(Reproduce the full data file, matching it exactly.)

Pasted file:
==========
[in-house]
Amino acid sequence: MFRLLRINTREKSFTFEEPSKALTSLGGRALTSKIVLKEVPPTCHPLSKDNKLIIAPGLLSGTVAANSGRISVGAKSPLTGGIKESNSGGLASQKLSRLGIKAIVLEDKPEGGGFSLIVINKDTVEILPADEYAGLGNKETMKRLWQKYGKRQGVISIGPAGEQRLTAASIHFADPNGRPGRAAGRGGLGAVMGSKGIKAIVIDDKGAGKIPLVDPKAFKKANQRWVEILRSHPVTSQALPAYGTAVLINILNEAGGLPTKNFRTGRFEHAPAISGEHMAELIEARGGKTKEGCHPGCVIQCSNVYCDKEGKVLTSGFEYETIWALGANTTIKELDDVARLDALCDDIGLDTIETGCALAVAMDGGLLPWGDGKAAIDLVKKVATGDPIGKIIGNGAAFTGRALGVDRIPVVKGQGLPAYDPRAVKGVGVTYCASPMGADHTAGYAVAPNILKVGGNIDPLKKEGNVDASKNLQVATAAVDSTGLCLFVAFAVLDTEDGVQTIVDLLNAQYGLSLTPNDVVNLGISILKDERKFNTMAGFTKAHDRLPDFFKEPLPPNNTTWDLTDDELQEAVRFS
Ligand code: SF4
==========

[in-house]
Amino acid sequence: MFRLLRINTREKSFTFEEPSKALTSLGGRALTSKIVLKEVPPTCHPLSKDNKLIIAPGLLSGTVAANSGRISVGAKSPLTGGIKESNSGGLASQKLSRLGIKAIVLEDKPEGGGFSLIVINKDTVEILPADEYAGLGNKETMKRLWQKYGKRQGVISIGPAGEQRLTAASIHFADPNGRPGRAAGRGGLGAVMGSKGIKAIVIDDKGAGKIPLVDPKAFKKANQRWVEILRSHPVTSQALPAYGTAVLINILNEAGGLPTKNFRTGRFEHAPAISGEHMAELIEARGGKTKEGCHPGCVIQCSNVYCDKEGKVLTSGFEYETIWALGANTTIKELDDVARLDALCDDIGLDTIETGCALAVAMDGGLLPWGDGKAAIDLVKKVATGDPIGKIIGNGAAFTGRALGVDRIPVVKGQGLPAYDPRAVKGVGVTYCASPMGADHTAGYAVAPNILKVGGNIDPLKKEGNVDASKNLQVATAAVDSTGLCLFVAFAVLDTEDGVQTIVDLLNAQYGLSLTPNDVVNLGISILKDERKFNTMAGFTKAHDRLPDFFKEPLPPNNTTWDLTDDELQEAVRFS
Ligand code: SF4